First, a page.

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Marlene Schwartz, Ph.D. Headshot

Can Parents Trust Cereal Companies?

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As a researcher, I know the importance of making sure children eat breakfast. Children who eat breakfast have better nutrition, do better in school and are less likely to be overweight than children who skip the first meal of the day. But as a mother of three, I also know how hard it can be to get your children to actually eat breakfast. Mornings are hectic and my three teenage girls are more concerned about their clothes and hair than their calcium and fiber. Healthy ready-to-eat cereals are a great option.

The problem is that cereals companies decided at some point that in order to promote cereal to children, it had to resemble dessert. In the middle of trying to teach my oldest child what constitutes a "breakfast food," I remember seeing a commercial with her that said, "Yes, you can have cookies for breakfast!" I felt completely undermined. So I combined my roles of researcher and parent and decided to focus on children's cereals.

Our latest study from the Rudd Center found that cereals marketed to children have 56 percent more sugar, half as much fiber and 50 percent more sodium than products marketed to adults. While some cereals can be a nutritious option, the majority of cereals pushed on children are unhealthy. Some of these cereals even contain one spoonful of sugar in every three spoonfuls of cereal.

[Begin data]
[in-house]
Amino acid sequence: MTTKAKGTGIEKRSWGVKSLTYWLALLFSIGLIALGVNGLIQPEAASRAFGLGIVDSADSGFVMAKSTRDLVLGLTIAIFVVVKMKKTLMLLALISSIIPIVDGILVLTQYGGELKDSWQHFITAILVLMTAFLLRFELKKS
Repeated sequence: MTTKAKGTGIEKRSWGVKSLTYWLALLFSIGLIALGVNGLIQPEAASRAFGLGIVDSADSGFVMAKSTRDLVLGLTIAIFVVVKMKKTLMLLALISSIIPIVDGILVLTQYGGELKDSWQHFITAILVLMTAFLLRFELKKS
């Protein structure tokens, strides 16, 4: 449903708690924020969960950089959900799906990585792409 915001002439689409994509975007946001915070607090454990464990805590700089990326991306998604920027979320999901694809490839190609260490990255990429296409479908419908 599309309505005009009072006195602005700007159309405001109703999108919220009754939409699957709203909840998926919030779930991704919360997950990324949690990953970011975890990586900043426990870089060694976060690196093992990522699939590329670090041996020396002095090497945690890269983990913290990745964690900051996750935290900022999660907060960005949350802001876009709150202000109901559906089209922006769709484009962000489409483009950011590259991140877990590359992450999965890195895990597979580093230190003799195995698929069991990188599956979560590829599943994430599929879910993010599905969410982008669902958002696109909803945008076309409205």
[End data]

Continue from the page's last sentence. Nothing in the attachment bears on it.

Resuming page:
Cereal companies know how to make cereals taste good that aren't packed with sugar and salt, so why can't they help parents out and market these directly to children instead?

The companies claim that children will not eat cereal unless they are sweetened. But our group found this not to be true. The study, published in Pediatrics, found that when children are served low-sugar versions of cereals, such as corn flakes, they eat the appropriate serving size and add fruit and a small amount of sugar to sweeten the cereal. However, children who are served high sugar cereals consume much more cereal and sugar and add less fruit.

Since children who are served high sugar cereals consume much more cereal, it's no wonder companies heavily market these products to children.

Feeling pressure from the government and consumers over the childhood obesity epidemic, major cereal companies promised to improve the nutritional value of their children's cereals and strengthen their standards for child-directed advertising in 2006 through the industry-led Children's Food and Beverage Advertising Initiative (CFBAI).

If companies are self-regulating, then how do parents know if these changes are being made and if cereal companies are living up to their promises?

In 2009, our team released a comprehensive report on the nutrition and marketing of breakfast cereals to children called Cereal FACTS. The report found that cereal companies were aggressively and pervasively marketing the least healthy cereals. Since then, companies have promised to do better, including enhancing the nutritional quality of cereals and expanding CFBAI advertising requirements.